Last Week's Argument in the Philadelphia Foster-Care Case

A perplexing oral argument at SCOTUS

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Last week, the Supreme Court heard argument in Fulton v. City of Philadelphia, the latest religious-accommodation case to reach the Justices. In Fulton, a Catholic charity argues that the City of Philadelphia violated its religious freedom by forbidding it from participating in the city's foster-care program–unless the agency accepts same-sex couples as potential foster parents, which the agency declines to do from religious conviction.

As my colleague Marc DeGirolami and I explain in a new Legal Spirits podcast, last week's argument was a bit perplexing. Based on the Justices' questions, the outcome in the case seems clear: the city will lose. But, based on those same questions, it's not at all certain what analysis the Court will employ to reach that conclusion. There does not appear to be much appetite for overruling the landmark Smith decision, notwithstanding the fact that the Court granted cert on that question. More than that, though, it's hard to say.

Marc and I discuss various issues the Justices considered–whether the government can require independent contractors to waive their free-exercise rights as a cost of doing business (we're doubtful); whether the city's policy was neutral and generally applicable (we're doubtful about that, too); whether the Court will try to fashion a pragmatic, win-win solution in this and similar cases (some interest in that at oral argument); and whether Fulton will be yet another Religion Clause case in which the Court issues a narrow, even fractured ruling (always a strong possibility). Listen in!

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  1. Republicans are welcome to cling to the idea that cloaking bigotry in religion improves the bigotry, or changes it from low-grade bigotry to something else, but I do not expect that approach to survive long in modern, reasoning, decent America.

    Carry on, clingers. So far as your betters permit.

    1. RAK continues to cling to his own bigotry and prejudice and, in doing so, demonstrates that “his betters” includes pretty much everyone.

      1. The future of America will include a diminishing role for gay-bashing bigots. Better Americans will ensure it. Republicans will endure it. You guys hide behind religion but at heart you’re just multifaceted, obsolete bigots clinging to fairy tales as a fig leaf.

      2. Is it not obvious that this is a well played troll account?

        1. You figure Republican-style gay-bashing, racism, immigrant-bashing, misogyny, and other forms of traditional conservative bigotry are positioned for a comeback in modern America, Bubba? With our without a cloak of religion? Let’s hear your assessment of the point at which the tide of the American culture war reversed, and right-wingers stopped giving ground on bigotry.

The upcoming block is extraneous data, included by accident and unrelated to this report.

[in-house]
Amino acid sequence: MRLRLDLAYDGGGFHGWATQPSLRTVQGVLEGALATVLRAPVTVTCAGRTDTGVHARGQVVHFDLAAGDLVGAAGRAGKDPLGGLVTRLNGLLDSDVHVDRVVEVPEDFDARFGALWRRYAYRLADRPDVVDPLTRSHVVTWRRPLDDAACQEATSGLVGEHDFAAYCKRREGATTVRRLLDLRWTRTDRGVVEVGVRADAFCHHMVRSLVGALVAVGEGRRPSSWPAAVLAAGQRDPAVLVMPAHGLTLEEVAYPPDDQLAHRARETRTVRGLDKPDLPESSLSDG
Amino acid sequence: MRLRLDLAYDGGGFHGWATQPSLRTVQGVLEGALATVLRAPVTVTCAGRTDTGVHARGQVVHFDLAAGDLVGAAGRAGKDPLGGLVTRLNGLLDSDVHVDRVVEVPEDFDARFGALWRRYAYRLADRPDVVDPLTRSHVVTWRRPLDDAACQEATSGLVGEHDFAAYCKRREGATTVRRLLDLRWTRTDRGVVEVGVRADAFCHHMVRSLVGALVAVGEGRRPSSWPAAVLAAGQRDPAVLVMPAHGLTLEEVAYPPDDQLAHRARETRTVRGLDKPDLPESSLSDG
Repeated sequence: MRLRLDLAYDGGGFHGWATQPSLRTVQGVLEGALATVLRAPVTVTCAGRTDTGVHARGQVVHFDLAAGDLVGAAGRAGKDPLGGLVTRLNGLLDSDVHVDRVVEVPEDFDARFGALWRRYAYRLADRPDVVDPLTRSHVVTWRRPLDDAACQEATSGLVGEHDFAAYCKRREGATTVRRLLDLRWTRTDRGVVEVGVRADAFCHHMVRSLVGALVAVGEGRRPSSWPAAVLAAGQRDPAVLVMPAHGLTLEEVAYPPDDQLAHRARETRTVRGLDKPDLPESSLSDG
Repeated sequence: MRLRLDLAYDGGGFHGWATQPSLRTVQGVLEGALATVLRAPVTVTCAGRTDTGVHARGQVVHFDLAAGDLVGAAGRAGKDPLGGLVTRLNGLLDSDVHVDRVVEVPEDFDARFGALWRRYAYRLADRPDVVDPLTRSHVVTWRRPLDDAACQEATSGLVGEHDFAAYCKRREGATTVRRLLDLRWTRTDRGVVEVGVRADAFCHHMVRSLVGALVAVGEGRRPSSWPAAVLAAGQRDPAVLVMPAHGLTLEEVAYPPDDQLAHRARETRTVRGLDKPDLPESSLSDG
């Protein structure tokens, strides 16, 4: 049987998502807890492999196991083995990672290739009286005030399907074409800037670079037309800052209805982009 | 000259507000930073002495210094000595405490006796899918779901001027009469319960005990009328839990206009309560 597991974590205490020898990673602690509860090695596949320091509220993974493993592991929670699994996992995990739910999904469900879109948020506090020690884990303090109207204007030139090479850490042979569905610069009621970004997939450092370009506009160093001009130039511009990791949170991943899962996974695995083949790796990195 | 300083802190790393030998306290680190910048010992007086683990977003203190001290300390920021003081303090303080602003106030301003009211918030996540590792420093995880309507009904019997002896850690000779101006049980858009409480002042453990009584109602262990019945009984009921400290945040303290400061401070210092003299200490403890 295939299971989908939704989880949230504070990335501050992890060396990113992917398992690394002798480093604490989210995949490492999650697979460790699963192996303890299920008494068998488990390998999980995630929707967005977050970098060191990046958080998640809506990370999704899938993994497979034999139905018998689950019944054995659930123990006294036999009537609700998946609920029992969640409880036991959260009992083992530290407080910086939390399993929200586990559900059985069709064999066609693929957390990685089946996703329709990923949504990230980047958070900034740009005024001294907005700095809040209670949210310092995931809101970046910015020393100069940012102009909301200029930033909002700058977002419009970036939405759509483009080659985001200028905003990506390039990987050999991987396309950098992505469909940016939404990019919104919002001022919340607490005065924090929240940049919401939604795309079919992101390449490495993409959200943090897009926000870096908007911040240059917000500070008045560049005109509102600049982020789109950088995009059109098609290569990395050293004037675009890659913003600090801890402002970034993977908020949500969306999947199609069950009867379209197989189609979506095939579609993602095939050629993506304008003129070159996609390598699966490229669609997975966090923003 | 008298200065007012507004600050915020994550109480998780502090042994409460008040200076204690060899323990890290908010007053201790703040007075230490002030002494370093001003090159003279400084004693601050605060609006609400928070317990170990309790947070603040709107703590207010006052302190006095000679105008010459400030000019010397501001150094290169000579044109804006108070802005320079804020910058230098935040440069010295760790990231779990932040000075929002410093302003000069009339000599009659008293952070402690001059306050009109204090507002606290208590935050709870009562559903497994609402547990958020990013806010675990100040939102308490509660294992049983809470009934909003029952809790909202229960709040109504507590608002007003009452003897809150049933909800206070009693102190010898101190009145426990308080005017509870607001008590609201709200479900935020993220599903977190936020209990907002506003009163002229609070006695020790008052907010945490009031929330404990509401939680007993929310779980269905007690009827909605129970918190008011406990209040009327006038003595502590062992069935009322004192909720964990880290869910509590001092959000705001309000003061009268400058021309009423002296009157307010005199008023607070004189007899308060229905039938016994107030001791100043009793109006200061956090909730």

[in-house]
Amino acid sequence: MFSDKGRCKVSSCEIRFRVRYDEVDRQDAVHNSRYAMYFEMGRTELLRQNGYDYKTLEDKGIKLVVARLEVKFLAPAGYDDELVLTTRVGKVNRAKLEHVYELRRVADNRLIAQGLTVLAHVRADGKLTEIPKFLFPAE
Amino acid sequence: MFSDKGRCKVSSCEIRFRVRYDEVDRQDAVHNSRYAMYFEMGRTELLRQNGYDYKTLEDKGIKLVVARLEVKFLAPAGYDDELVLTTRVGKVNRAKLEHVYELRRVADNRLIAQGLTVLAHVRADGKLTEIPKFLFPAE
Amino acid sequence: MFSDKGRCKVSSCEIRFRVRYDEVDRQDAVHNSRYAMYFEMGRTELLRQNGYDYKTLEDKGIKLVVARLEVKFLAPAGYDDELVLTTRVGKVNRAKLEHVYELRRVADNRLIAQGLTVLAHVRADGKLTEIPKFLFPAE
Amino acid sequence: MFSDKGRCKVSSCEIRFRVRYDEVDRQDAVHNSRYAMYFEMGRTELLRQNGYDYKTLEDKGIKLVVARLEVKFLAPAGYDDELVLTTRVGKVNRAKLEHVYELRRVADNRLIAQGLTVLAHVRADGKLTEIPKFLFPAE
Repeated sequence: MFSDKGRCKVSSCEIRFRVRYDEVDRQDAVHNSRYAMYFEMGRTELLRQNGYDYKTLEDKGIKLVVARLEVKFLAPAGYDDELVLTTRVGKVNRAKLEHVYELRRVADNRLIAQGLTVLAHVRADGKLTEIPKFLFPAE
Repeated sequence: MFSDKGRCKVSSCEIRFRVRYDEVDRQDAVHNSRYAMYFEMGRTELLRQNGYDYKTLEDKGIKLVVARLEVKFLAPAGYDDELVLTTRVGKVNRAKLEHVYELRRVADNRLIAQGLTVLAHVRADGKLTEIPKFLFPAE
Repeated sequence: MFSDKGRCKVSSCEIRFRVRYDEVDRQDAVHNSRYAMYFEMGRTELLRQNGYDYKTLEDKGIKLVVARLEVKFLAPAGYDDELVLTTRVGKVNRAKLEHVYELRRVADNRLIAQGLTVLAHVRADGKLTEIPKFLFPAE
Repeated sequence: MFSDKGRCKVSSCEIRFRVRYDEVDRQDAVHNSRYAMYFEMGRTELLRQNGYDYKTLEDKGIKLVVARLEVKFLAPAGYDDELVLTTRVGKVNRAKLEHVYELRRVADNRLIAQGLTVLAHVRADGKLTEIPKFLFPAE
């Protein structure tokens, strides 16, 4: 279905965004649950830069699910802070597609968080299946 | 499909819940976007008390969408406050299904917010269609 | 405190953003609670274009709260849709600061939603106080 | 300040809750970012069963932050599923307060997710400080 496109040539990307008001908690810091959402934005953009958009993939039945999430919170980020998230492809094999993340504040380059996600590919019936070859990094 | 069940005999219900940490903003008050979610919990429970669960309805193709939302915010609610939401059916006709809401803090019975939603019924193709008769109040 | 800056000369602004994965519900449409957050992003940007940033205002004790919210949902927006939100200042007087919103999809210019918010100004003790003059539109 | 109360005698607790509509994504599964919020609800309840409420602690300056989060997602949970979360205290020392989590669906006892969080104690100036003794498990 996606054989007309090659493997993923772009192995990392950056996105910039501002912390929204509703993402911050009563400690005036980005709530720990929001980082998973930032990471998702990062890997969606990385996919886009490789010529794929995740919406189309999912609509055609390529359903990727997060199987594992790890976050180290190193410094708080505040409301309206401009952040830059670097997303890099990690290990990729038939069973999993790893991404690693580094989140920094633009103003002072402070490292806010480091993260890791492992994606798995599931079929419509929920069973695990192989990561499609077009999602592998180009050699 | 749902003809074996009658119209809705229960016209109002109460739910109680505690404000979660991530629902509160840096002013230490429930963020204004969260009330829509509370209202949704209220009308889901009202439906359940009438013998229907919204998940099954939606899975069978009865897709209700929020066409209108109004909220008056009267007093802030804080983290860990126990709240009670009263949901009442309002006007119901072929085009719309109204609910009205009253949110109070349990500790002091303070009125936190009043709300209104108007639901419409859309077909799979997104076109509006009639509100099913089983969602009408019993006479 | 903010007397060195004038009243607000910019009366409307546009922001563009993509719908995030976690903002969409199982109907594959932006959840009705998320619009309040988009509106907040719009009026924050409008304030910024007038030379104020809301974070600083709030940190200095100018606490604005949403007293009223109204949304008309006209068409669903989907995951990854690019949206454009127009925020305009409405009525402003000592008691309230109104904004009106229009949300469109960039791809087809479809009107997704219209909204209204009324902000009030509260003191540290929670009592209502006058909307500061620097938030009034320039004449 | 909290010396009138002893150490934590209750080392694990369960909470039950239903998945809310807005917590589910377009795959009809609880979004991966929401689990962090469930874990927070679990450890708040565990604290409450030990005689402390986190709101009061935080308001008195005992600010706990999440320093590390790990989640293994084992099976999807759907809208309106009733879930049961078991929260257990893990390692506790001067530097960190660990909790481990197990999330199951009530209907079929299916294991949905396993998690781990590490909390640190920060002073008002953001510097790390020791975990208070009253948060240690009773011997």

Open wider, Bubba. The American mainstream is not done shaping our national progress against your stale wishes and ugly efforts. Not nearly. The day that tide of progress stops working against you will be the day you are replaced — by a better, younger American. That’s the fate of every clinger.

          1. I’m just glad that, over the internet, nobody can splash you with spittle.

  2. Just to be clear, Catholic Social Services is compensated with taxpayer funds for doing work on behalf of the state.

    Justice Thomas asked the right question. Would the city’s position be the same if CSS were a private agency, not dependent upon government funds? Neal Katyal said that the city’s position would be different. It’s hard to believe that Thomas would ever vote in favor of the city.

    Sotomayor expressed some doubts in her questioning but I find it hard to believe that she would NOT vote in favor of the city.

    “whether the government can require independent contractors to waive their free-exercise rights as a cost of doing business (we’re doubtful); whether the city’s policy was neutral and generally applicable (we’re doubtful about that, too);”

    Those free exercise rights do not seem to exist as expressed herein. Scalia’s opinion in Smith defined those rights as “the right to believe and profess whatever religious doctrine one desires.” (Not being a lawyer, did I botch that?)

    The city’s policy is based on the city’s nondiscrimination ordinance. Defining gender identity and sexual orientation as protected classes would not seem to create doubts about neutrality or general applicability.